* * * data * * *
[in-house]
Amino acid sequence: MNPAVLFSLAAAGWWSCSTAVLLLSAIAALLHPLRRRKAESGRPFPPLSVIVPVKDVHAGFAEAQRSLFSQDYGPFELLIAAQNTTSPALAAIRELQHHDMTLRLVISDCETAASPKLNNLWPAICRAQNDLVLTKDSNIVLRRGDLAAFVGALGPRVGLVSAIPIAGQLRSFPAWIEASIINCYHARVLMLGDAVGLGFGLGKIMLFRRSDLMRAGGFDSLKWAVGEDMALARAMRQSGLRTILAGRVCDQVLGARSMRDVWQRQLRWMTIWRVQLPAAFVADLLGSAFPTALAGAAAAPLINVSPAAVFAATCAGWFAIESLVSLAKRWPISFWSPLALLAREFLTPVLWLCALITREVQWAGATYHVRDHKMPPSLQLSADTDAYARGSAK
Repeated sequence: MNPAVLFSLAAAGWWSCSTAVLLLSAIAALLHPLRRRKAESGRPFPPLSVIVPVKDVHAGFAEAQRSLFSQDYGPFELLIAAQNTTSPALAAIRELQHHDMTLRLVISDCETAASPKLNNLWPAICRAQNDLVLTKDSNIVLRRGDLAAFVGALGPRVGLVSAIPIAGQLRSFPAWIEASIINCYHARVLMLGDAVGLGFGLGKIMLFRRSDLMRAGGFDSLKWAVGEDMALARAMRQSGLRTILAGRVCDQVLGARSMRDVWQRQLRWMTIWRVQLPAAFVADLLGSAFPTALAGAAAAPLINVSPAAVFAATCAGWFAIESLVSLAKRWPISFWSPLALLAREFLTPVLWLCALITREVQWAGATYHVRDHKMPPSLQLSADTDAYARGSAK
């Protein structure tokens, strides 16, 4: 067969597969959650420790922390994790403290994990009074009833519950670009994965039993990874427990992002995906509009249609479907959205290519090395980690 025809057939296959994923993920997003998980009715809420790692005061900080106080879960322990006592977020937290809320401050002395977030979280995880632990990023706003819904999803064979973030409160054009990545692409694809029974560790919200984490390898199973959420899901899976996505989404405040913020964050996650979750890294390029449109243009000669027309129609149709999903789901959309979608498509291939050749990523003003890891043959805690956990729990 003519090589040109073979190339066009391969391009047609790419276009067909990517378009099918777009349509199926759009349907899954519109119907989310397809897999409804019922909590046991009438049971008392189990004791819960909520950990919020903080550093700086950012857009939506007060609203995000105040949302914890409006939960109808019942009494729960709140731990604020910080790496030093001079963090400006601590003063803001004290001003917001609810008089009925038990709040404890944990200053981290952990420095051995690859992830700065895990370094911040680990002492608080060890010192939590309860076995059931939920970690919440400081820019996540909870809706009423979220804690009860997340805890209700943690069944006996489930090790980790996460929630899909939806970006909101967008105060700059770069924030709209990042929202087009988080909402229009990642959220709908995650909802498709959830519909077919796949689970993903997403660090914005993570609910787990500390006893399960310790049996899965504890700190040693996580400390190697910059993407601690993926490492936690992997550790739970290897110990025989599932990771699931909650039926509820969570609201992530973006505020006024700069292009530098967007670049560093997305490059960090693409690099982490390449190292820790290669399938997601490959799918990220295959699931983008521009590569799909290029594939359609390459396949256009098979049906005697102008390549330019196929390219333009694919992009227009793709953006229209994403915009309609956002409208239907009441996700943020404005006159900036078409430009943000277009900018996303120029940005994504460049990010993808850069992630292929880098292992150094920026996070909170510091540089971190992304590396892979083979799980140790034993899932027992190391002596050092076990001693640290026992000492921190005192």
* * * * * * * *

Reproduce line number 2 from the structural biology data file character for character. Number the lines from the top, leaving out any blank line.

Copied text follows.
Amino acid sequence: MNPAVLFSLAAAGWWSCSTAVLLLSAIAALLHPLRRRKAESGRPFPPLSVIVPVKDVHAGFAEAQRSLFSQDYGPFELLIAAQNTTSPALAAIRELQHHDMTLRLVISDCETAASPKLNNLWPAICRAQNDLVLTKDSNIVLRRGDLAAFVGALGPRVGLVSAIPIAGQLRSFPAWIEASIINCYHARVLMLGDAVGLGFGLGKIMLFRRSDLMRAGGFDSLKWAVGEDMALARAMRQSGLRTILAGRVCDQVLGARSMRDVWQRQLRWMTIWRVQLPAAFVADLLGSAFPTALAGAAAAPLINVSPAAVFAATCAGWFAIESLVSLAKRWPISFWSPLALLAREFLTPVLWLCALITREVQWAGATYHVRDHKMPPSLQLSADTDAYARGSAK